Do you know what a chief financial officer (CFO) does? Here’s why I ask:
No one – and I do mean no one – has ever said to me, “Jacquette, I want you to teach me how to be a better chief financial officer (CFO).”
Yet, when it comes to your personal finances, being your own CFO is exactly the role you need to assume.
You as CFO is not an option – it’s a must!
I don’t just say this because I’m a financial geek and I want you to become one, too.
I say it because “you as CFO” is a financial reality that I believe:
- You may be resisting and ignoring – thinking it’s a fad or the latest marketing hype by the financial services industry.
- You might misunderstand – thinking the responsibilities of the CFO role are all about crunching numbers.
- You may be minimizing – thinking the need to don your CFO hat is not really necessary. After all, the economy and employment landscape will eventually get back to the way things were pre-2008 (or the Great Recession), right?!
When the job you have isn’t the one you want
Do-it-yourself personal finance is nothing new. Truth is, you’ve been doing some aspects of this ever since the very first time you got an allowance or got paid for your very first job.
However, the new economy, which makes entrepreneurs of us all, calls for a more expanded vision of what do-it-yourself personal finance looks like in terms of the actions you take, decisions you make, and your level of engagement.
- That means being a financial leader in ways you may not have envisioned.
- That means being more proactive and less passive.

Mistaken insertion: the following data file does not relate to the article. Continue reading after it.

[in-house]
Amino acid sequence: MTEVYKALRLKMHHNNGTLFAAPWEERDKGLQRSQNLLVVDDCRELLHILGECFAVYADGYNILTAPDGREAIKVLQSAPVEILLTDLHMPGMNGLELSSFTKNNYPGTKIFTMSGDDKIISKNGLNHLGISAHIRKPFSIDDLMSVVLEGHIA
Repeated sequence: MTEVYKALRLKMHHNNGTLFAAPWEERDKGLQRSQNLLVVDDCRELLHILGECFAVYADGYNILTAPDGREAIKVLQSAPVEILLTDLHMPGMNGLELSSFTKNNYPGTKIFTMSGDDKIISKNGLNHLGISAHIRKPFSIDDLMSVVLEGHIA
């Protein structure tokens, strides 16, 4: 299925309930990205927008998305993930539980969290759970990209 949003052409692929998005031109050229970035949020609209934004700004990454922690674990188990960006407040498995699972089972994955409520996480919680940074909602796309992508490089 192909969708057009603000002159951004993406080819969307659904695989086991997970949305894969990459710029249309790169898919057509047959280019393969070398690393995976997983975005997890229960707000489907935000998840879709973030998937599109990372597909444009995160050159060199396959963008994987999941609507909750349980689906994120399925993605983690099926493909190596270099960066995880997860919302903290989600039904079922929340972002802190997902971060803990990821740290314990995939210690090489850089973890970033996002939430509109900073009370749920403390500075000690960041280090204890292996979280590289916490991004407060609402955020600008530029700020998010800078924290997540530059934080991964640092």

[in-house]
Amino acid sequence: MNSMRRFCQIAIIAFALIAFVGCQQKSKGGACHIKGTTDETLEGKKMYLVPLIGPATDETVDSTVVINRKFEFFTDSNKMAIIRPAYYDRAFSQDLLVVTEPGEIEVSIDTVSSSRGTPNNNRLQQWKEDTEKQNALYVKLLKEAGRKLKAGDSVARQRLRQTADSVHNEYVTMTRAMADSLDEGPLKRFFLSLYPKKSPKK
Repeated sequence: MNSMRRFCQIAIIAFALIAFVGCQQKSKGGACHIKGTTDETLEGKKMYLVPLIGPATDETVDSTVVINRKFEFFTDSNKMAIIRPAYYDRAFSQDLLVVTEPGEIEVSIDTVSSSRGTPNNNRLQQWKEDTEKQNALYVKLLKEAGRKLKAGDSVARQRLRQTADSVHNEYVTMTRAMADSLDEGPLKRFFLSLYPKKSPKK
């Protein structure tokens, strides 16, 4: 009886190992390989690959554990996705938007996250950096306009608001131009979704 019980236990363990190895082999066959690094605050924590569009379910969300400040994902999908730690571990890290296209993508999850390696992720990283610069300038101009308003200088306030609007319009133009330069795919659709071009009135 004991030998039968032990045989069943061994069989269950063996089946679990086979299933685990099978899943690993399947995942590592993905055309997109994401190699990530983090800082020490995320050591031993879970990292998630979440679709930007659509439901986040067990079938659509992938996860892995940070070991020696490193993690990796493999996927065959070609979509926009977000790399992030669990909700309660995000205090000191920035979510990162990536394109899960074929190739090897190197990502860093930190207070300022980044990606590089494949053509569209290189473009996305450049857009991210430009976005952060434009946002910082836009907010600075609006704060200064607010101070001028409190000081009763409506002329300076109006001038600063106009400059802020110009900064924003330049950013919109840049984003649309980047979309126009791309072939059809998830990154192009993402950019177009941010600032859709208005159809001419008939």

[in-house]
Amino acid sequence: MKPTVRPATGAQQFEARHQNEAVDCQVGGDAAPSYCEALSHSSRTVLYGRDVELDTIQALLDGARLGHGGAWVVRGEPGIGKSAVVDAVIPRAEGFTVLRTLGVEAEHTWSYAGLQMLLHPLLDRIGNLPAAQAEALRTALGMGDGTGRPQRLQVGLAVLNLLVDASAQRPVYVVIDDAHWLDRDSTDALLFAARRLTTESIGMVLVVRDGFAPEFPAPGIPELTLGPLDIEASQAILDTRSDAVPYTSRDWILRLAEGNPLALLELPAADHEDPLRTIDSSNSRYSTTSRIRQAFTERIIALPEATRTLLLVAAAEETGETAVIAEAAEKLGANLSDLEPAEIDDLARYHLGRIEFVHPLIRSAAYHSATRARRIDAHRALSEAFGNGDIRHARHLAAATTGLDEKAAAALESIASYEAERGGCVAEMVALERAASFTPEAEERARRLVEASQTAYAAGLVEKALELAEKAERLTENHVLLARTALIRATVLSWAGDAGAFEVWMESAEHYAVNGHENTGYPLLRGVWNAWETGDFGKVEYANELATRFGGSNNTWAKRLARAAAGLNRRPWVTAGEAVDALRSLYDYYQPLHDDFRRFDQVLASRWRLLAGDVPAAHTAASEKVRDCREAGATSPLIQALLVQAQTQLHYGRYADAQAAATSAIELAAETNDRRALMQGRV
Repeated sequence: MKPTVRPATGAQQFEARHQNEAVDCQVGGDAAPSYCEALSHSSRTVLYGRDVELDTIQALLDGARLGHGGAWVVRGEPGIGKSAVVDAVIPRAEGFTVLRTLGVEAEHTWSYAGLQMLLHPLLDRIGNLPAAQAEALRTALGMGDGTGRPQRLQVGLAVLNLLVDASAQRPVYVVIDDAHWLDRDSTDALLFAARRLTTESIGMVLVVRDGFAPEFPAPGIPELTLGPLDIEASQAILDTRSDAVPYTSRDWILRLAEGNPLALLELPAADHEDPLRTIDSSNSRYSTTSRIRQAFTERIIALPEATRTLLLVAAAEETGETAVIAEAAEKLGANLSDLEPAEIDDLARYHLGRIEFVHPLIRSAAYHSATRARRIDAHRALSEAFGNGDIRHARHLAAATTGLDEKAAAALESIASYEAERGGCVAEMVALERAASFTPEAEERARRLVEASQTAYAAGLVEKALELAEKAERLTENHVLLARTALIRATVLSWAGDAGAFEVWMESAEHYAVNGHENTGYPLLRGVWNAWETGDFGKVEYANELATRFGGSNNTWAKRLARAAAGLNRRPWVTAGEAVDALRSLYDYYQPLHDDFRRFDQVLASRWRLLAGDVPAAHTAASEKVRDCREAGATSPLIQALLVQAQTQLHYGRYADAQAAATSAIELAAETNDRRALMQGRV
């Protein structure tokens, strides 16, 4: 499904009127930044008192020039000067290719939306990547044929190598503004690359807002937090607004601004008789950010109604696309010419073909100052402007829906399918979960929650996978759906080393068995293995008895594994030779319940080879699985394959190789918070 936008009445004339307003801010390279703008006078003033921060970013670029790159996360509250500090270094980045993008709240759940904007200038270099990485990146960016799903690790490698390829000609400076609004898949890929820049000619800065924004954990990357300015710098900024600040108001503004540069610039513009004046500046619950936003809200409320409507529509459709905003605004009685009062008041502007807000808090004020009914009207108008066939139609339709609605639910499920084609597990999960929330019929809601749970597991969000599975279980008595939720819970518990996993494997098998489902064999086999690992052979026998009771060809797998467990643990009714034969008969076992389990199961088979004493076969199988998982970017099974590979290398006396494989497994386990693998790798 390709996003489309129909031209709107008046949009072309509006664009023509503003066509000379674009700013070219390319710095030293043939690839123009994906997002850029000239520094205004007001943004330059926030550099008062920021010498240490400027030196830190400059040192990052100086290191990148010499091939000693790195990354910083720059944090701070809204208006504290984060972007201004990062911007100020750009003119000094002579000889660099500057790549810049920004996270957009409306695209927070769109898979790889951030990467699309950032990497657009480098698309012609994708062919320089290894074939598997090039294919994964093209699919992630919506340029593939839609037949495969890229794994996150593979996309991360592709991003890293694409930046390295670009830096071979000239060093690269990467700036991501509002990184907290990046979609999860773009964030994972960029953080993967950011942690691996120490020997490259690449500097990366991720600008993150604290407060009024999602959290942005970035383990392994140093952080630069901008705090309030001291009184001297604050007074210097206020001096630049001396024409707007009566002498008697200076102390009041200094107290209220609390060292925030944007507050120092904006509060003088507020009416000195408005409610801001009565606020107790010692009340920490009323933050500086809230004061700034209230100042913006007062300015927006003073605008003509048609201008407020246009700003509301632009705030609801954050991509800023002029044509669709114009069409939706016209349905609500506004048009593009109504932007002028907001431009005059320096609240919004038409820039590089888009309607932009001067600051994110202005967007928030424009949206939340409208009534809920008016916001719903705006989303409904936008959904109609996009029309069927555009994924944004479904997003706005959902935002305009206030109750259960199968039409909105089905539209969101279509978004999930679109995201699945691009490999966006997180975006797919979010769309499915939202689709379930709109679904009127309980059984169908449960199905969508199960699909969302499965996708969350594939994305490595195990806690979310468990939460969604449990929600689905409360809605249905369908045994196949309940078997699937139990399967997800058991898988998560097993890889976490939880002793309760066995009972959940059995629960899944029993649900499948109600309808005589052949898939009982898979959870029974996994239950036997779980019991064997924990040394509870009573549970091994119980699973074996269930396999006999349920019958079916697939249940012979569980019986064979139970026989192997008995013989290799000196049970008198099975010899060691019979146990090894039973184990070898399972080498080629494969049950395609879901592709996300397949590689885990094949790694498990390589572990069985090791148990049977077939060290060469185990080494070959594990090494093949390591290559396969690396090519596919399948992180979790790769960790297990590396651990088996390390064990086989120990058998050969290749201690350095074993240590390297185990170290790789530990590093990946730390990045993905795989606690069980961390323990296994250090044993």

- That means looking beyond the numbers and being more curious about the story the numbers are telling.
- That means performing some analysis; doing some forecasting; creating some reports, etc.
- That means having a process to turn information into insight and using said to formulate a strategy.
- That means recognizing that you don’t really manage money as much as you manage your choices.
- That means recognizing that money isn’t one-dimensional – even though we all tend to talk about it as if it is.
- That means making time to manage your money.
- That means being accountable for your decisions, but not feeling like you need to make them alone.
- That means recognizing that there are few money choices you can make that don’t affect all aspects of your life…and vice versa.
- That means embracing a role you didn’t expect to have.
CFO of You, Inc.
I know, I know — it sucks when the job you have isn’t the one you want. Or, when you feel ill-prepared for the task at hand.
You knew adulthood came with the responsibility of managing your money and your financial choices. But to this degree…hmmm???
Nope. You as CFO is not a fad and it’s not marketing hype; it’s your new reality.
Just consider the plethora of consumer-based online tools and applications and websites geared toward helping you connect with and leverage your financial power.
Crunching numbers is one aspect of what a chief financial officer does. But so is being creative and anticipating the future you want and the future that might be, along with planning for multiple outcomes.
“Jacquette was able to help me look past the basic dollars and cents, to see the thought patterns that were driving my spending choices. The tailored financial action plan she delivered was realistic and easy to follow, moving me towards my goals.” Aduke Thelwell
Would you like to experience results similar to Aduke’s? Would you like support managing your CFO role fully and more completely? Become a member of the Financial Intimacy Lounge. The Charter Member rate of $47 a month expires on April 30th.
Helping you don your CFO hat with greater confidence is one of the ways I can help you get more from your money and for your life. Working with you inside the membership is one of the ways I can make your CFO role less overwhelming and a heck of a ot more fun!
The Financial Wheel
The exercise & eCourse that will help you get clearer on how the choices you are making (and need to make) affect your life - today and in the future.